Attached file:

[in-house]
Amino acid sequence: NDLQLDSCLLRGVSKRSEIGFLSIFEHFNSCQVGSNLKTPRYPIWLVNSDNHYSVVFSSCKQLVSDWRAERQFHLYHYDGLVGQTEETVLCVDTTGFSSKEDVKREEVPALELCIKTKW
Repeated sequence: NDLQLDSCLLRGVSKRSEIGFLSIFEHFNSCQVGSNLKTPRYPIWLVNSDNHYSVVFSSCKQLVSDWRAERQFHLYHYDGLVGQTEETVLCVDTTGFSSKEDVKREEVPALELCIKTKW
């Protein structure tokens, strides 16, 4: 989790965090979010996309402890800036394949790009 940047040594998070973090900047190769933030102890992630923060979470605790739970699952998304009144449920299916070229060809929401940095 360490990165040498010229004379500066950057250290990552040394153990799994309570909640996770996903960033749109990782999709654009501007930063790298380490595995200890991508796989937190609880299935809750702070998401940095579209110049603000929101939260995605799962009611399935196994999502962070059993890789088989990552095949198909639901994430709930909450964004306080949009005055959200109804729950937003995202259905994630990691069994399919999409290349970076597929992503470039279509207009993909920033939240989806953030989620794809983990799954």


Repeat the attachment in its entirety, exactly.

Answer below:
[in-house]
Amino acid sequence: NDLQLDSCLLRGVSKRSEIGFLSIFEHFNSCQVGSNLKTPRYPIWLVNSDNHYSVVFSSCKQLVSDWRAERQFHLYHYDGLVGQTEETVLCVDTTGFSSKEDVKREEVPALELCIKTKW
Repeated sequence: NDLQLDSCLLRGVSKRSEIGFLSIFEHFNSCQVGSNLKTPRYPIWLVNSDNHYSVVFSSCKQLVSDWRAERQFHLYHYDGLVGQTEETVLCVDTTGFSSKEDVKREEVPALELCIKTKW
């Protein structure tokens, strides 16, 4: 989790965090979010996309402890800036394949790009 940047040594998070973090900047190769933030102890992630923060979470605790739970699952998304009144449920299916070229060809929401940095 360490990165040498010229004379500066950057250290990552040394153990799994309570909640996770996903960033749109990782999709654009501007930063790298380490595995200890991508796989937190609880299935809750702070998401940095579209110049603000929101939260995605799962009611399935196994999502962070059993890789088989990552095949198909639901994430709930909450964004306080949009005055959200109804729950937003995202259905994630990691069994399919999409290349970076597929992503470039279509207009993909920033939240989806953030989620794809983990799954």